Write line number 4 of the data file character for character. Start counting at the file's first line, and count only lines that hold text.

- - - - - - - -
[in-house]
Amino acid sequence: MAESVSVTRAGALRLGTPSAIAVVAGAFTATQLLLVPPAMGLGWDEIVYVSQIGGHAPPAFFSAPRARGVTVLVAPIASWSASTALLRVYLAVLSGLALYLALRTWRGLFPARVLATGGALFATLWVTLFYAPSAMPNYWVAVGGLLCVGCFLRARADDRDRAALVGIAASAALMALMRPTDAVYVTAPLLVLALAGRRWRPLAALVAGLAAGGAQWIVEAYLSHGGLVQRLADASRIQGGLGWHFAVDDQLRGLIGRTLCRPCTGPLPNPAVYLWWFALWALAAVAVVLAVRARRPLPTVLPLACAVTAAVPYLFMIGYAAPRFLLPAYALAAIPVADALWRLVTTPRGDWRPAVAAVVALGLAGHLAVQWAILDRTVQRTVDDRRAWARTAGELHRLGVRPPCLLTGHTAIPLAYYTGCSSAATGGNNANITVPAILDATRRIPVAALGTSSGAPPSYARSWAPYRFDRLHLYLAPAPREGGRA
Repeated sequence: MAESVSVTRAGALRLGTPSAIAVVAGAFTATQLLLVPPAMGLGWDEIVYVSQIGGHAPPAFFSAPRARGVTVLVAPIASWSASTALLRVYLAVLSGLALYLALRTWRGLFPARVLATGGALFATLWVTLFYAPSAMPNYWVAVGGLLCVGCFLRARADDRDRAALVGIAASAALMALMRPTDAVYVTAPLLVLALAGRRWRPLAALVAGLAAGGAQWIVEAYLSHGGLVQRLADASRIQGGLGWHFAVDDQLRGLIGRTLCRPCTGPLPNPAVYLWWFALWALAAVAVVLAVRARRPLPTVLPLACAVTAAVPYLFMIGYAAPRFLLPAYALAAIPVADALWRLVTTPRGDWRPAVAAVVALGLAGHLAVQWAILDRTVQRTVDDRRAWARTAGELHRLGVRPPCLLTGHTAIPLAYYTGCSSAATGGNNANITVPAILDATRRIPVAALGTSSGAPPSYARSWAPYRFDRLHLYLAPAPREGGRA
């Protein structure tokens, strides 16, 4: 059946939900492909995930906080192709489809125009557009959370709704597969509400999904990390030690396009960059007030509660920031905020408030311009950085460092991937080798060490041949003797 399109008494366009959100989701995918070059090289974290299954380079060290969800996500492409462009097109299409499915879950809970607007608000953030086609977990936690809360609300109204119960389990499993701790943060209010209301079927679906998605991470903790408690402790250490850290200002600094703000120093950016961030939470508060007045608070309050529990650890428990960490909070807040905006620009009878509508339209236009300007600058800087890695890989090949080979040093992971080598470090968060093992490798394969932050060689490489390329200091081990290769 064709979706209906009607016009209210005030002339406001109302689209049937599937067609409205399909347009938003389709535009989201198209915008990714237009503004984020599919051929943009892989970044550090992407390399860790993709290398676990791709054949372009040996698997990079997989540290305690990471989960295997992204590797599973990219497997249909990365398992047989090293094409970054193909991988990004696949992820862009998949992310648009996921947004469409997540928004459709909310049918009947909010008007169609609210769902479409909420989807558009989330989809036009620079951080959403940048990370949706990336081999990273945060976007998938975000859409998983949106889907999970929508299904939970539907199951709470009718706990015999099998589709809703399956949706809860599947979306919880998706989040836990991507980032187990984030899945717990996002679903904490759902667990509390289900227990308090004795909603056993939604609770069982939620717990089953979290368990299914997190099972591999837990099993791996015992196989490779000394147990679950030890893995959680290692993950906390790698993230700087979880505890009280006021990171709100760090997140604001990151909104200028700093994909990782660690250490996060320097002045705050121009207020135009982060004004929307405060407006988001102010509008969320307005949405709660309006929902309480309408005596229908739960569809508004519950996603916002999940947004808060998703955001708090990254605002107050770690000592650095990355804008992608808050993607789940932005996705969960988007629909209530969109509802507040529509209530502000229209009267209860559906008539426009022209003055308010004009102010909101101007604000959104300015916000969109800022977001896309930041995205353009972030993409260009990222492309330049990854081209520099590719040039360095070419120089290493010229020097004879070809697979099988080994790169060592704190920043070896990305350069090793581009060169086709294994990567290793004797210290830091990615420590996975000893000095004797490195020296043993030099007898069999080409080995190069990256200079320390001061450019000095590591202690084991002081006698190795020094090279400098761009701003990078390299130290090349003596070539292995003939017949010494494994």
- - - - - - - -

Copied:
């Protein structure tokens, strides 16, 4: 059946939900492909995930906080192709489809125009557009959370709704597969509400999904990390030690396009960059007030509660920031905020408030311009950085460092991937080798060490041949003797 399109008494366009959100989701995918070059090289974290299954380079060290969800996500492409462009097109299409499915879950809970607007608000953030086609977990936690809360609300109204119960389990499993701790943060209010209301079927679906998605991470903790408690402790250490850290200002600094703000120093950016961030939470508060007045608070309050529990650890428990960490909070807040905006620009009878509508339209236009300007600058800087890695890989090949080979040093992971080598470090968060093992490798394969932050060689490489390329200091081990290769 064709979706209906009607016009209210005030002339406001109302689209049937599937067609409205399909347009938003389709535009989201198209915008990714237009503004984020599919051929943009892989970044550090992407390399860790993709290398676990791709054949372009040996698997990079997989540290305690990471989960295997992204590797599973990219497997249909990365398992047989090293094409970054193909991988990004696949992820862009998949992310648009996921947004469409997540928004459709909310049918009947909010008007169609609210769902479409909420989807558009989330989809036009620079951080959403940048990370949706990336081999990273945060976007998938975000859409998983949106889907999970929508299904939970539907199951709470009718706990015999099998589709809703399956949706809860599947979306919880998706989040836990991507980032187990984030899945717990996002679903904490759902667990509390289900227990308090004795909603056993939604609770069982939620717990089953979290368990299914997190099972591999837990099993791996015992196989490779000394147990679950030890893995959680290692993950906390790698993230700087979880505890009280006021990171709100760090997140604001990151909104200028700093994909990782660690250490996060320097002045705050121009207020135009982060004004929307405060407006988001102010509008969320307005949405709660309006929902309480309408005596229908739960569809508004519950996603916002999940947004808060998703955001708090990254605002107050770690000592650095990355804008992608808050993607789940932005996705969960988007629909209530969109509802507040529509209530502000229209009267209860559906008539426009022209003055308010004009102010909101101007604000959104300015916000969109800022977001896309930041995205353009972030993409260009990222492309330049990854081209520099590719040039360095070419120089290493010229020097004879070809697979099988080994790169060592704190920043070896990305350069090793581009060169086709294994990567290793004797210290830091990615420590996975000893000095004797490195020296043993030099007898069999080409080995190069990256200079320390001061450019000095590591202690084991002081006698190795020094090279400098761009701003990078390299130290090349003596070539292995003939017949010494494994």